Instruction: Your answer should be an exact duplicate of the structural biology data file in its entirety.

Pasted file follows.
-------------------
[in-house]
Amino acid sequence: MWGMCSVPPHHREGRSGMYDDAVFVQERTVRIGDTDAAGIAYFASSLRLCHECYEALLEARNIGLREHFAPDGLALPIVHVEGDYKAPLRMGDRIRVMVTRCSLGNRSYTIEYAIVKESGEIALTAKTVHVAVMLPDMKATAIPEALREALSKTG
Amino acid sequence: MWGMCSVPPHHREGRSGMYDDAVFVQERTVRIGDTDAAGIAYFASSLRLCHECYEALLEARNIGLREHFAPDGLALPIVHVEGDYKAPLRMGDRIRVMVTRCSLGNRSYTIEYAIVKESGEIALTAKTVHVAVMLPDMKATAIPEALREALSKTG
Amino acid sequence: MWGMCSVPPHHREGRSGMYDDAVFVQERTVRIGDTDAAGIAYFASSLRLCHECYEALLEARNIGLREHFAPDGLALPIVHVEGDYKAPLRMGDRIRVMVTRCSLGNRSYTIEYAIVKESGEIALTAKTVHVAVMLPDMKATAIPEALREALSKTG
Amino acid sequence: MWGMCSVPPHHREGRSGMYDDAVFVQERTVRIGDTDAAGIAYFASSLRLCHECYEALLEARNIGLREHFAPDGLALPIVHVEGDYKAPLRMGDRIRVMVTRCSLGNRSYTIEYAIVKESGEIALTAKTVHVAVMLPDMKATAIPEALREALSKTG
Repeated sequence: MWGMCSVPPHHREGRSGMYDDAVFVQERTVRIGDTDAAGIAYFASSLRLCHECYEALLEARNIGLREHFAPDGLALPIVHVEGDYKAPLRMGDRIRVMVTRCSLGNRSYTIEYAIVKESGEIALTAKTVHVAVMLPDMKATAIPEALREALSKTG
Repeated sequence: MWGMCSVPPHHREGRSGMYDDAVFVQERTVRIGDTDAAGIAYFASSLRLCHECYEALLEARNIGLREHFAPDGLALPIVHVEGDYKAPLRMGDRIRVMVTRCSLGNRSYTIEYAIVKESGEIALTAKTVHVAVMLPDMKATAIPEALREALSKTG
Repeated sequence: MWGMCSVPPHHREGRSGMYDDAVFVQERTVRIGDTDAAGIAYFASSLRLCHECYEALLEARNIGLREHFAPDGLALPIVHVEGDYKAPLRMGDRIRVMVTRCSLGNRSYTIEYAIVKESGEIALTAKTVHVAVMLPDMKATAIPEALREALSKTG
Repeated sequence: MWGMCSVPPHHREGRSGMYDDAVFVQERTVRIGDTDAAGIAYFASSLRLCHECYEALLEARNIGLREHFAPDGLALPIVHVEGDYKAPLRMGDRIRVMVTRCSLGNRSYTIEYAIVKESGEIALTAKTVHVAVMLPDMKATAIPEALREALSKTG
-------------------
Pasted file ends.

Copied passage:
[in-house]
Amino acid sequence: MWGMCSVPPHHREGRSGMYDDAVFVQERTVRIGDTDAAGIAYFASSLRLCHECYEALLEARNIGLREHFAPDGLALPIVHVEGDYKAPLRMGDRIRVMVTRCSLGNRSYTIEYAIVKESGEIALTAKTVHVAVMLPDMKATAIPEALREALSKTG
Amino acid sequence: MWGMCSVPPHHREGRSGMYDDAVFVQERTVRIGDTDAAGIAYFASSLRLCHECYEALLEARNIGLREHFAPDGLALPIVHVEGDYKAPLRMGDRIRVMVTRCSLGNRSYTIEYAIVKESGEIALTAKTVHVAVMLPDMKATAIPEALREALSKTG
Amino acid sequence: MWGMCSVPPHHREGRSGMYDDAVFVQERTVRIGDTDAAGIAYFASSLRLCHECYEALLEARNIGLREHFAPDGLALPIVHVEGDYKAPLRMGDRIRVMVTRCSLGNRSYTIEYAIVKESGEIALTAKTVHVAVMLPDMKATAIPEALREALSKTG
Amino acid sequence: MWGMCSVPPHHREGRSGMYDDAVFVQERTVRIGDTDAAGIAYFASSLRLCHECYEALLEARNIGLREHFAPDGLALPIVHVEGDYKAPLRMGDRIRVMVTRCSLGNRSYTIEYAIVKESGEIALTAKTVHVAVMLPDMKATAIPEALREALSKTG
Repeated sequence: MWGMCSVPPHHREGRSGMYDDAVFVQERTVRIGDTDAAGIAYFASSLRLCHECYEALLEARNIGLREHFAPDGLALPIVHVEGDYKAPLRMGDRIRVMVTRCSLGNRSYTIEYAIVKESGEIALTAKTVHVAVMLPDMKATAIPEALREALSKTG
Repeated sequence: MWGMCSVPPHHREGRSGMYDDAVFVQERTVRIGDTDAAGIAYFASSLRLCHECYEALLEARNIGLREHFAPDGLALPIVHVEGDYKAPLRMGDRIRVMVTRCSLGNRSYTIEYAIVKESGEIALTAKTVHVAVMLPDMKATAIPEALREALSKTG
Repeated sequence: MWGMCSVPPHHREGRSGMYDDAVFVQERTVRIGDTDAAGIAYFASSLRLCHECYEALLEARNIGLREHFAPDGLALPIVHVEGDYKAPLRMGDRIRVMVTRCSLGNRSYTIEYAIVKESGEIALTAKTVHVAVMLPDMKATAIPEALREALSKTG
Repeated sequence: MWGMCSVPPHHREGRSGMYDDAVFVQERTVRIGDTDAAGIAYFASSLRLCHECYEALLEARNIGLREHFAPDGLALPIVHVEGDYKAPLRMGDRIRVMVTRCSLGNRSYTIEYAIVKESGEIALTAKTVHVAVMLPDMKATAIPEALREALSKTG